Wiring A Touch Tone Pad To Any Antique Telephone

By Stan Schreier    ATCA #2561

         A fascinating aspect of collecting antique telephones is that they can be used today, in exactly the same way they were used almost 90 years ago. 'Dialing' a number with a rotary phone is a link to the past.  Granted, the clicking rotary dial is much slower than Touch Tones, but maybe that's a good thing.  What's the hurry?

 

        Unfortunately, Touch Tones have become more than just a way of routing a phone call from one number to another.  They are used as a method for transmitting information that replaces speech, and sometimes even the human being on the other end of the line.  When the 'talking box' says "Push 1  To Continue in English" there's nothing you can do with a rotary phone that will make that happen.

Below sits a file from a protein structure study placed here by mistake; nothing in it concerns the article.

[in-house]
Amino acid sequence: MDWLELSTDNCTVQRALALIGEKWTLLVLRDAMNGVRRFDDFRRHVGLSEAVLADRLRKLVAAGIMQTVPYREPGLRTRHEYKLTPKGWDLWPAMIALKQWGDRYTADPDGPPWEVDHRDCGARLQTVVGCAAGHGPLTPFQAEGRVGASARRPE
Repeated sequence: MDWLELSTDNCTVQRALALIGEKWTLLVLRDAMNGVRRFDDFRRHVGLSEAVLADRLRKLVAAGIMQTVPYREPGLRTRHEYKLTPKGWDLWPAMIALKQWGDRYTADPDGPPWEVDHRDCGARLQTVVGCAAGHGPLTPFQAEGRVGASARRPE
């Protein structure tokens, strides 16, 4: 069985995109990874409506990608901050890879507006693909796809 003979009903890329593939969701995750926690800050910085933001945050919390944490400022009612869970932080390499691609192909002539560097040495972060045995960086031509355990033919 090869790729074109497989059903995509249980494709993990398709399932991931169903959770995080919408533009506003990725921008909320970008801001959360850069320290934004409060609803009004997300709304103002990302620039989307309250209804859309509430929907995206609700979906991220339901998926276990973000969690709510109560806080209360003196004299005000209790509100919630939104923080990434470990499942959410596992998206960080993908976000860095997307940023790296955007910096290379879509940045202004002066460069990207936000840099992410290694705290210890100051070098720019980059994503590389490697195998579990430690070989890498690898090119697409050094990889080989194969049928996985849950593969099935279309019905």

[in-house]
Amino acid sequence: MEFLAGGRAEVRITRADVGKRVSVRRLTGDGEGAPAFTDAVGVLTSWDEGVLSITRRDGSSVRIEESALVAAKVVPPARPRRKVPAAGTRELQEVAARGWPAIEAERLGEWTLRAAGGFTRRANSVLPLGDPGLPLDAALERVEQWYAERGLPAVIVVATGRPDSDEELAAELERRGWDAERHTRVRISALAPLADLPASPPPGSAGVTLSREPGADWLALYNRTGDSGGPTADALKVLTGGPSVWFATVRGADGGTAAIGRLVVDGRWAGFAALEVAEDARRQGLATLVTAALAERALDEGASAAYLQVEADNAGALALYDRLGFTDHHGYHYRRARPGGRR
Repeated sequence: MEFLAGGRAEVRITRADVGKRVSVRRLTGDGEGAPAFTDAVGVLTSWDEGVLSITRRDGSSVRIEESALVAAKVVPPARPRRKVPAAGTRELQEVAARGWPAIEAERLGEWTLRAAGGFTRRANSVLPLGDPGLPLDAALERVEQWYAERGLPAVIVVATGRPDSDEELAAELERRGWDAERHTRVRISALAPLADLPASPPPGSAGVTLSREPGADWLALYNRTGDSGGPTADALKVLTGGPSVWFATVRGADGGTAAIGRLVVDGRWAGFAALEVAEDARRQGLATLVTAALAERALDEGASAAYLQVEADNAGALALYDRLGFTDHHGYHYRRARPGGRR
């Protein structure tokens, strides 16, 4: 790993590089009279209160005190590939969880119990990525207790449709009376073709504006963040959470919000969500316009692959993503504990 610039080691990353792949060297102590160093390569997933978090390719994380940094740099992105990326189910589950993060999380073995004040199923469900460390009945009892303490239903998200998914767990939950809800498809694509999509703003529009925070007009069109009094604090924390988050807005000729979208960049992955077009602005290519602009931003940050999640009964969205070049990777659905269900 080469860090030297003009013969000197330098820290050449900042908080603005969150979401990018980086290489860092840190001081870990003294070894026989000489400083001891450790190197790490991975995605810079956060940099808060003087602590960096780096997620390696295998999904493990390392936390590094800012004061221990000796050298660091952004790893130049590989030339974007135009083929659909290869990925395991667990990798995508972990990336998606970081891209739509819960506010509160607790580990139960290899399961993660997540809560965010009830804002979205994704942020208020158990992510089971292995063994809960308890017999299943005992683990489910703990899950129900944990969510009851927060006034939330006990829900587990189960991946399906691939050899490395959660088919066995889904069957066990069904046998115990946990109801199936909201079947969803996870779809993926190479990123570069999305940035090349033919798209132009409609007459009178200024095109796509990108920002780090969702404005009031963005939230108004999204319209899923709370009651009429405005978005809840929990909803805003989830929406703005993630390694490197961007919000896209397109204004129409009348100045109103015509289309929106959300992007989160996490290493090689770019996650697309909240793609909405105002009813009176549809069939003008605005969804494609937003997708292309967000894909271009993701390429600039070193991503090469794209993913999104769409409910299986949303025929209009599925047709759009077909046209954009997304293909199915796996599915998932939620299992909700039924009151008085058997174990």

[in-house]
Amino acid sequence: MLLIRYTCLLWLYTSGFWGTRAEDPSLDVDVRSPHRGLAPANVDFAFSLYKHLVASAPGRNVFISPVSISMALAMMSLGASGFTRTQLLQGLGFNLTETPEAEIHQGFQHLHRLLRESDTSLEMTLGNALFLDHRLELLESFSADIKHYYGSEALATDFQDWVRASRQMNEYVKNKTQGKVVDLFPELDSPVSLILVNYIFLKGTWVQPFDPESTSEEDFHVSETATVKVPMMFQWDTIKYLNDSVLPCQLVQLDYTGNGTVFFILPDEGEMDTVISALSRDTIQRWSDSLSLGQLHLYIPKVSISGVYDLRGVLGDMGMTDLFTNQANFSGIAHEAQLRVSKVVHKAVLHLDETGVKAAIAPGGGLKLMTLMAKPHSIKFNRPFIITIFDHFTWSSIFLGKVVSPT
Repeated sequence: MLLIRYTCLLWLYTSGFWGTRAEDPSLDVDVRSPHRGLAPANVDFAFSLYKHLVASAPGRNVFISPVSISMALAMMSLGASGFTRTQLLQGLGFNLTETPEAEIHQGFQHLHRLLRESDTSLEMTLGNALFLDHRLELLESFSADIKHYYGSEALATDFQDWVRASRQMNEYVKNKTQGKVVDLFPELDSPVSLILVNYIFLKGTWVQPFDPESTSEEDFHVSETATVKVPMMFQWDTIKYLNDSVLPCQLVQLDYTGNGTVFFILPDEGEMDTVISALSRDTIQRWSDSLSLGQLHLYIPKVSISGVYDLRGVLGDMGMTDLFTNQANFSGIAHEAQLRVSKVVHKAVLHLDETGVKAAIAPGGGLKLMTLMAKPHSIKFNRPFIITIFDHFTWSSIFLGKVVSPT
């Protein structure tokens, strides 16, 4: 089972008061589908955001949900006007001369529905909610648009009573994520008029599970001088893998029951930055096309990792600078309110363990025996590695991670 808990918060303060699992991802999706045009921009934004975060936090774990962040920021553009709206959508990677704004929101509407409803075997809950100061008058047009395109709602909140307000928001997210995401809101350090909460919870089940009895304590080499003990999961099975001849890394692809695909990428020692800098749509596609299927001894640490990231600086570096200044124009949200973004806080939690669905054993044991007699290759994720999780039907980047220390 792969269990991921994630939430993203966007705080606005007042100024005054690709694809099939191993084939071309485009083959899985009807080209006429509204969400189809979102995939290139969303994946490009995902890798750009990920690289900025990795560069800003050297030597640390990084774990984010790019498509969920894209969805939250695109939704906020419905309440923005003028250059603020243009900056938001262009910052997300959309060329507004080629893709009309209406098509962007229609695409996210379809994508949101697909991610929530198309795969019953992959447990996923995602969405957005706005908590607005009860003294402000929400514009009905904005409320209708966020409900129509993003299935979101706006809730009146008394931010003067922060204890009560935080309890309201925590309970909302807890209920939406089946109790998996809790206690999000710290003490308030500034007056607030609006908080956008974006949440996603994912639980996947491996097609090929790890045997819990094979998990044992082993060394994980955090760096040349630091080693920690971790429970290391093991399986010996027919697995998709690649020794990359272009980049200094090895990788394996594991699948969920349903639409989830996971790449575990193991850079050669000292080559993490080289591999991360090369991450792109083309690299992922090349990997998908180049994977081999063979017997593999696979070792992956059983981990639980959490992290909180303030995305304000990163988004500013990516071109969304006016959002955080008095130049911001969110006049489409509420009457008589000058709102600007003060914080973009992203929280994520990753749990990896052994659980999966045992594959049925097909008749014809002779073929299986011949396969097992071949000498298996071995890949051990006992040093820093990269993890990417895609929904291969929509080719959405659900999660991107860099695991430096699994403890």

I've seen many circuits for wiring Touch Tone pads to antique phones.  All these 'schemes' had one thing in common; they were grossly over-engineered because they went 'by the book'.  They destroyed the original circuitry and with the historic significance of the phone.

 

        This article describes adding a modern 'necessary evil' to a vintage device.  It outlines in detail connecting an outboard Touch Tone pad to ANY antique telephone in a very 'creative' way that does not destroy the authenticity of the phone.